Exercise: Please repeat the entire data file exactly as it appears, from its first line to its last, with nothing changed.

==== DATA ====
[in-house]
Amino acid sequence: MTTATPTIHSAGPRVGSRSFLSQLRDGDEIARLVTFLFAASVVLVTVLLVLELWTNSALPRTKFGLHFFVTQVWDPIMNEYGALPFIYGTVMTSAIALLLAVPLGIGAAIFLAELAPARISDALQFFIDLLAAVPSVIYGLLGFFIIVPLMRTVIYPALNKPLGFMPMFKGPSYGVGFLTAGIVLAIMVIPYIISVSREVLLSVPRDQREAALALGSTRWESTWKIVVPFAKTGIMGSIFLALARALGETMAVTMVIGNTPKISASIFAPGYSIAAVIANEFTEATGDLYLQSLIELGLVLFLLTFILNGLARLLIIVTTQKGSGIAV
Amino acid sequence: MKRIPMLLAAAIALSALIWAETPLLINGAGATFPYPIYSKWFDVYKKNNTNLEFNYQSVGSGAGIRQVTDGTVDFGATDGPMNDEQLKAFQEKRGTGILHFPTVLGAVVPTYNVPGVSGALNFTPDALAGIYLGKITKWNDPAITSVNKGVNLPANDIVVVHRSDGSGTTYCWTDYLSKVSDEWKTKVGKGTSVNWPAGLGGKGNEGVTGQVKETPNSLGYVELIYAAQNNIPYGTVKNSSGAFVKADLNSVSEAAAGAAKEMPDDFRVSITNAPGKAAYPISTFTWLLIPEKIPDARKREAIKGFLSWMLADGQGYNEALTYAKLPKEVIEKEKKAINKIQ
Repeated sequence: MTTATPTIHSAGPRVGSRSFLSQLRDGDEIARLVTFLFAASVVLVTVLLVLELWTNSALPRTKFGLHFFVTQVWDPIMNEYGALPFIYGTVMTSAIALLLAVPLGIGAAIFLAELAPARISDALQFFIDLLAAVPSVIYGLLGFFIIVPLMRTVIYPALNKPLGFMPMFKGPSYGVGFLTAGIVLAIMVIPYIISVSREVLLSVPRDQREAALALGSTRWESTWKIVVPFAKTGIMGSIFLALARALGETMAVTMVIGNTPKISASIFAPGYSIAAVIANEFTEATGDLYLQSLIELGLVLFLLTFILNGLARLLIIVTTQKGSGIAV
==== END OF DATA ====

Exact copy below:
[in-house]
Amino acid sequence: MTTATPTIHSAGPRVGSRSFLSQLRDGDEIARLVTFLFAASVVLVTVLLVLELWTNSALPRTKFGLHFFVTQVWDPIMNEYGALPFIYGTVMTSAIALLLAVPLGIGAAIFLAELAPARISDALQFFIDLLAAVPSVIYGLLGFFIIVPLMRTVIYPALNKPLGFMPMFKGPSYGVGFLTAGIVLAIMVIPYIISVSREVLLSVPRDQREAALALGSTRWESTWKIVVPFAKTGIMGSIFLALARALGETMAVTMVIGNTPKISASIFAPGYSIAAVIANEFTEATGDLYLQSLIELGLVLFLLTFILNGLARLLIIVTTQKGSGIAV
Amino acid sequence: MKRIPMLLAAAIALSALIWAETPLLINGAGATFPYPIYSKWFDVYKKNNTNLEFNYQSVGSGAGIRQVTDGTVDFGATDGPMNDEQLKAFQEKRGTGILHFPTVLGAVVPTYNVPGVSGALNFTPDALAGIYLGKITKWNDPAITSVNKGVNLPANDIVVVHRSDGSGTTYCWTDYLSKVSDEWKTKVGKGTSVNWPAGLGGKGNEGVTGQVKETPNSLGYVELIYAAQNNIPYGTVKNSSGAFVKADLNSVSEAAAGAAKEMPDDFRVSITNAPGKAAYPISTFTWLLIPEKIPDARKREAIKGFLSWMLADGQGYNEALTYAKLPKEVIEKEKKAINKIQ
Repeated sequence: MTTATPTIHSAGPRVGSRSFLSQLRDGDEIARLVTFLFAASVVLVTVLLVLELWTNSALPRTKFGLHFFVTQVWDPIMNEYGALPFIYGTVMTSAIALLLAVPLGIGAAIFLAELAPARISDALQFFIDLLAAVPSVIYGLLGFFIIVPLMRTVIYPALNKPLGFMPMFKGPSYGVGFLTAGIVLAIMVIPYIISVSREVLLSVPRDQREAALALGSTRWESTWKIVVPFAKTGIMGSIFLALARALGETMAVTMVIGNTPKISASIFAPGYSIAAVIANEFTEATGDLYLQSLIELGLVLFLLTFILNGLARLLIIVTTQKGSGIAV